However, apart from all these oppositions, Savitribai yet continued to teach the girls. Whenever Savitribai went out of her house, groups of orthodox men would follow her and abuse her in obscene language. They would throw rotten eggs, cow dung, tomatoes and stones at her. She would walk meekly and arrive at her school. Fed up with the treatment meted out to her, she even decided to give up. But it was because of her husband that she continued with her efforts. Jyotirao purposely gave her two saris. He told Savitribai to wear the coarse sari on her way to the school to receive all the filth that society heaped on her, whereas the other one was to change before her classes. She would then, again wear the same dirty sari while returning home.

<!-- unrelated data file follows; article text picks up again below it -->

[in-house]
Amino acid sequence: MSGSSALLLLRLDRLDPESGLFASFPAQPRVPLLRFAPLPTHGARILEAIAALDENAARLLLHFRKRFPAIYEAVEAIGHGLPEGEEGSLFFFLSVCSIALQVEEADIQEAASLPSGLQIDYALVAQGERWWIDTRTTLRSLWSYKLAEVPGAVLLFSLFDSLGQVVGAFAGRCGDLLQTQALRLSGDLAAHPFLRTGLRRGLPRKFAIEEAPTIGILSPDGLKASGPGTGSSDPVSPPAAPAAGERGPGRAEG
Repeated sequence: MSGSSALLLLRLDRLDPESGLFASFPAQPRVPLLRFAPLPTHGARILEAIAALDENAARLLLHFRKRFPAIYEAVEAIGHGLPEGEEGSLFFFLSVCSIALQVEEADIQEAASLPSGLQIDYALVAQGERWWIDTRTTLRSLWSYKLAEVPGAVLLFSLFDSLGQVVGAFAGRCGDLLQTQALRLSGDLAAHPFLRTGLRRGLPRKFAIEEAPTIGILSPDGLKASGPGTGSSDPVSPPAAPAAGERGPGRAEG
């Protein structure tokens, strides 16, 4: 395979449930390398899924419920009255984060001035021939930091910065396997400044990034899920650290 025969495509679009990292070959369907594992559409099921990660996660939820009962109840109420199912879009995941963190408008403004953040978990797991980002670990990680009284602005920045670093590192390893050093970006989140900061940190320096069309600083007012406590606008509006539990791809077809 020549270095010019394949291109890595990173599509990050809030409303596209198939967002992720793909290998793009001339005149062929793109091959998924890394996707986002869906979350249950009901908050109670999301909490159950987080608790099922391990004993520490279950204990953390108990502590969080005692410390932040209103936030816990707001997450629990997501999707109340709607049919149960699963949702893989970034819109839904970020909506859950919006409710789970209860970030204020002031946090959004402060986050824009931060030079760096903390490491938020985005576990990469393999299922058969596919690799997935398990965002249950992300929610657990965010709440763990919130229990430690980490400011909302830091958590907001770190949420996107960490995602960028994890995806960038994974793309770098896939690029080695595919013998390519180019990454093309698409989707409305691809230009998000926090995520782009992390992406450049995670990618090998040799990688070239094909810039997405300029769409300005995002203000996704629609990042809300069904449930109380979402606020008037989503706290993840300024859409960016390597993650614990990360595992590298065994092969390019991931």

The ordeal continued for a long time till Savitribai had to slap a person who tried to molest her. That slap brought to an end her ordeal and she continued her job of teaching. Slowly and steadily, she established herself. Jyotirao and Savitribai managed to open 5 more schools in the year 1848 itself. She was ultimately honoured by the British for her educational work. In 1852 Jyotirao and Savitribai were felicitated and presented with a shawl each by the government for their commendable efforts in Vishrambag Wada.

Widow Remarriage

The next step was equally revolutionary. During those days marriages were arranged between young girls and old men. Men used to die of old age or some sickness and the girls they had married were left widows. Thus, widows were not expected to use cosmetics or to look beautiful. Their heads were shaved and the widows were compelled by society to lead an ascetic life.